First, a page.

A priest anxious to establish upon a solid basis his devotion to the Blessed Eucharist will seek to master, to the best of his power, the teaching of Thomistic theology on this Sacrament. He will choose, among authors, those best credited with exactness of exposition and the accompaniment of earnest yet sober unction. He will not shun, as if too arduous and subtle, or at least he will not despise, those metaphysical considerations on which the explanation intimately connected of this august mystery rests. The fruit which he will reap thereby will amply repay his fatigues.
This fruit will be threefold. First, he will acquire a greater personal conviction of the real presence of Jesus Christ in the Sacrament of the Altar, a conviction which will animate and permeate all the acts of his ministry, lending to each one that touch of dignity which befits such exalted ceremonies.
Second, his devotion, being thus founded more on reason than on sentiment, will not fail him in moments of dryness and desolation of spirit, such as are met with even in the lives of the best priests.
Third, his spiritual direction will be more robust and vigorous and his preaching, without ceasing to be adapted to the little ones, will draw the attention of the more serious thinkers. He also will always have ready at hand solid reasons to triumphantly answer the objections proposed by unbelievers against the truths of our holy Faith and in particular against this great Sacrament.
A priest truly devout toward the Blessed Sacrament will endeavor to perfect himself in the study of Eucharistic theology in order to preach the truth, the whole truth and nothing but the truth concerning this great mystery of our Faith. Likewise, considering that Jesus Christ is essential Truth, he will not spare fatigue to acquaint himself thoroughly with the dogmas of religion, being careful to bring his teaching in perfect harmony with the tenets of the Catholic creed.
The great Italian poet Dante (7) bitterly bewailed the fact that, in his days, not a few preachers, instead of announcing that celestial truth which cost so much blood and which so lifts us up, went about preaching. vain discourses, intent only on reaping popular applause and filling their pockets:
The sheep, meanwhile, poor witless ones, return
From pasture, fed with wind: and what avails
For their excuse, they do not see their harm?
It would be too much to expect that the evil, pointed at by Dante as characteristic of his time, may not yet exist also in our days. A young man with a good memory and ready tongue but wanting in theological science and sound discernment, may easily put together and expeditely recite pieces borrowed here and there and sewn together without much logical connection. An artificial delivery and a novelty of presentation will supplement, it is thought, the lack of solid theology, and will strike the multitudes. Thus the profane is substituted for the sacred.
A greater evil would be to omit weighing the sources whence such quotations are drawn, or wrongly citing the Scriptures and the Fathers, or, again, bringing forth unwarranted examples in proof of what is advanced.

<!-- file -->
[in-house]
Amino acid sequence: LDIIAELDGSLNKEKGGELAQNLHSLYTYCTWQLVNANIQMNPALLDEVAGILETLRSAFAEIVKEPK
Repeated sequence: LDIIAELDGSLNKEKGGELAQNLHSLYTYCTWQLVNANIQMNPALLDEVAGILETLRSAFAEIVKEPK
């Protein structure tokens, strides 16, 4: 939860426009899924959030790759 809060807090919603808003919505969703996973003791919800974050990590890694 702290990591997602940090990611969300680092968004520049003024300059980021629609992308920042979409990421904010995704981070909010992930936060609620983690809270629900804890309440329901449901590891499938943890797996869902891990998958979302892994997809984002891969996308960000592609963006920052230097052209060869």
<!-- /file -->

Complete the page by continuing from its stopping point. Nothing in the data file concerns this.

Not many years ago the writer of these pages was present at a sermon preached by a good, holy priest who was endeavoring to show the evil of venial sin.
With a great apparatus of artificial circumstances he brought in the example of Eve who, he said, vainly stopped to contemplate and also to touch the forbidden fruit in the earthly paradise. She brought as an excuse that God had not forbidden her and Adam to draw near that tree, admire its beauty and touch it, but only to taste of its fruit. These acts of Eve, said the preacher, were as many venial sins preparing for the mortal fault which soon followed, and St. Gregory the Great was brought in as an authority for this explanation. But neither St. Gregory nor any of the Fathers ever said anything of the kind, and that theatrical apparatus was nothing more than the product of a vivid imagination! The teaching of theology and of the Fathers is, as St. Thomas points out, that the first sin of our first parents could not be venial, but must have been mortal.
A priest who deeply loves the Blessed Eucharist, the Sacrament of faith and truth, will never allow himself to bring forth, in private or in the pulpit, considerations or facts which are not quite proven, even though they might be thought to make an impression on the people. Surely, the treasures of Catholic teaching are great enough to make it unnecessary for us to have recourse to false coin.
The words of an able writer may be quoted here: (8) "The Word by becoming flesh and dwelling among us has won crown rights over every mood of expressing truth, enforcing goodness, revealing beauty."
A priest, deeply convinced of the presence of Jesus Christ in the Blessed Sacrament, and appreciating the great treasure of love and truth therein contained, will easily guard himself against the errors of modernism solemnly condemned by Pius X in the Encyclical Pascendi and other documents.